If Congress doesnâ€™t move the needle on Section 230 reform, the president has indicated heâ€™s willing to take up the torch. Late last week, Politico was first to report that the White House is in the early stages of drafting an executive order to deal with what it claims is anti-conservative bias in Silicon Valley.
Similar to Hawley’s bill, it would have government agencies oversee how social media companies moderate their sites, according to a summary of a draft order obtained by CNN.
It must be noted that thereâ€™s scant evidence that social media companies are systematically suppressing conservative content because of users’ political views. In fact, social media analytics companies like NewsWhip routinely find outlets like Fox News and Breitbart in the top 10 or 20 publishers on sites like Facebook. But persnickety facts donâ€™t really matter in todayâ€™s Washington.
An Often Misunderstood Law
Senator Wyden helped pen Section 230 while serving in the House back in the nineties, along with conservative former representative Chris Cox (R-California). Section 230 wasnâ€™t crafted to shield companies for the heck of it. The fear was that if companies could be held responsible for all the content its users posted simply because they moderated some of itâ€”as had happened to Prodigy in 1995â€”they wouldnâ€™t moderate anything at all. Or so the argument went.
Since then, Section 230 has become sacrosanct in the eyes of Silicon Valley executives and free speech advocates. It is also frequently misunderstood or misportrayed, including by lawmakers.
â€œI hear constantly about how the law is about neutrality. Nowhere, nowhere, nowhere does the law say anything about that,â€� an animated Wyden said. He brushes aside contemporary Republican cries of â€œcensorshipâ€� as mere hollow talking points.
Wyden is open to tweaking the law he helped write, but for him the debate in Washington needs to go beyond issues of content moderation.
Not all Republicans are on board with â€œthe fixâ€� Hawley and Gaetz are peddling in the marble halls of the Capitol and on conservative cable outlets, either.
â€œIâ€™m generally supportive of the Section 230, because without it you donâ€™t have the Internet,â€� senator Ron Johnson (R-Wisconsin) told WIRED. â€œSen. Hawleyâ€™s billâ€”I think the concern about that is, well whoâ€™s going to be able to judge whether a company is or isnâ€™t showing bias? Then all the sudden take away that 230 protectionâ€”I donâ€™t know, Iâ€™ve got my doubts on that one.â€�
For Democrats, there are no doubts.
â€œI have to say, I have not seen evidence of political bias,â€� senator Mark Warner (D-Virginia), the ranking member on the Intelligence Committee, told WIRED. â€œI think the bias they [tech companies] have is they want to make as much money as possible.â€�
Thatâ€™s not to say Warner is opposed to changes to Section 230, but he urges caution. â€œThe idea that this is simply a totally unregulated square is simply not accurate, because we already have put in certain regulations,â€� Warner said, and added that the issue needs more debate.
For years, the very business models of platforms like Facebook and YouTube have come under fire for prioritizing whatever grabbed their usersâ€™ attention, often leading to feeds full of content that shocks or stokes outrage or divides. And Section 230 has enabled those business models, by shielding companies from responsibility for their usersâ€™ behavior at its most extreme. Just last month, an appeals court used the provision to rule that Facebook couldnâ€™t be sued for providing a platform for terrorists, throwing out a lawsuit from the families of American citizens killed in Hamas attacks.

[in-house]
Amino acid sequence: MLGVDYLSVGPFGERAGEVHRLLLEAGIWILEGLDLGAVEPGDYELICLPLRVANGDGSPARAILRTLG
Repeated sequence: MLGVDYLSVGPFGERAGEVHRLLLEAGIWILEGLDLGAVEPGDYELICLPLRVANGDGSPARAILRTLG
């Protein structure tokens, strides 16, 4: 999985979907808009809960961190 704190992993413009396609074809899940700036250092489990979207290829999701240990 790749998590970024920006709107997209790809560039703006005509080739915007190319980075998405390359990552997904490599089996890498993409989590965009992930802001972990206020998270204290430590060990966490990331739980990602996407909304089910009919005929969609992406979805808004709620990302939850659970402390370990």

But in terms of solutions, Section 230 still might not be the right lever to pull.
â€œI think there definitely is a big problem with hate speech and all sorts of absolutely vile content online,â€� Kosseff, the author, says. â€œThe question is how do changes to Section 230 address that.â€�
In 22 years, thereâ€™s only been one real update to Section 230. The Fight Online Sex Trafficking Act and the Stop Enabling Sex Traffickers Act, or Fosta-Sesta , was signed into law last year, removing Section 230 immunity for services that â€œpromote and facilitate prostitution.â€� The controversial amendment led to broad self-censorship by many sites, and some sex workers say the fallout has made their lives more dangerous, not less.
When Congress returns from recess in September, all signs point to lawmakers taking up the Section 230 debate where they left off. But gutting Section 230 could have other unintended effects, some experts fear. As distasteful as many parts of the web may be, they say, policing speech that is, after all, protected by the First Amendment could blow up in lawmakersâ€™ faces.
â€œMaybe the internet companies could have been better at foreseeing where the problems would arise, but I think theyâ€™re quickly realizing they donâ€™t have the right policy yet and theyâ€™re going to keep working towards it,â€� Eric Goldman, a Section 230 expert at the Santa Clara University School of Law, told WIRED. â€œAnd thatâ€™s the beauty of Section 230.â€�
Content moderation is hard to get right, and examples of companies getting it wrong abound. Goldman contends the statute is what gives tech firms the power and freedom to explore what works and what doesnâ€™t.
â€œSection 230 allows the internet companies to make those decisions confidently without fearing their liability,â€� Goldman said. â€œThe basis of those decisions are, â€˜Whatâ€™s in the best interest of my audience? What can I do to facilitate my audienceâ€™s needs?â€™ So Section 230 isâ€”in that partâ€”is unquestionably a part of the solution.â€�